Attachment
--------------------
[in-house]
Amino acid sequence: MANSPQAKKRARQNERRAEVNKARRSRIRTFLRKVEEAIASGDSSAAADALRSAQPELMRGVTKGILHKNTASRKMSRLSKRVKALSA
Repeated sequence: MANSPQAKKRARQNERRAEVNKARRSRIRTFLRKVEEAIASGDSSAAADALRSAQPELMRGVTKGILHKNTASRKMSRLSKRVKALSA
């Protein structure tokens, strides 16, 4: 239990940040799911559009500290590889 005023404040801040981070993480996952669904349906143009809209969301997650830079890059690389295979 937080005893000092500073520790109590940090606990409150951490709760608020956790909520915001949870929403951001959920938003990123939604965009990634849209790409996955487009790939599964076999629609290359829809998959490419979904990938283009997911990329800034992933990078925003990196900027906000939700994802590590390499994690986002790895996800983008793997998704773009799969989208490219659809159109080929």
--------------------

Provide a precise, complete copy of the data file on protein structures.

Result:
[in-house]
Amino acid sequence: MANSPQAKKRARQNERRAEVNKARRSRIRTFLRKVEEAIASGDSSAAADALRSAQPELMRGVTKGILHKNTASRKMSRLSKRVKALSA
Repeated sequence: MANSPQAKKRARQNERRAEVNKARRSRIRTFLRKVEEAIASGDSSAAADALRSAQPELMRGVTKGILHKNTASRKMSRLSKRVKALSA
């Protein structure tokens, strides 16, 4: 239990940040799911559009500290590889 005023404040801040981070993480996952669904349906143009809209969301997650830079890059690389295979 937080005893000092500073520790109590940090606990409150951490709760608020956790909520915001949870929403951001959920938003990123939604965009990634849209790409996955487009790939599964076999629609290359829809998959490419979904990938283009997911990329800034992933990078925003990196900027906000939700994802590590390499994690986002790895996800983008793997998704773009799969989208490219659809159109080929």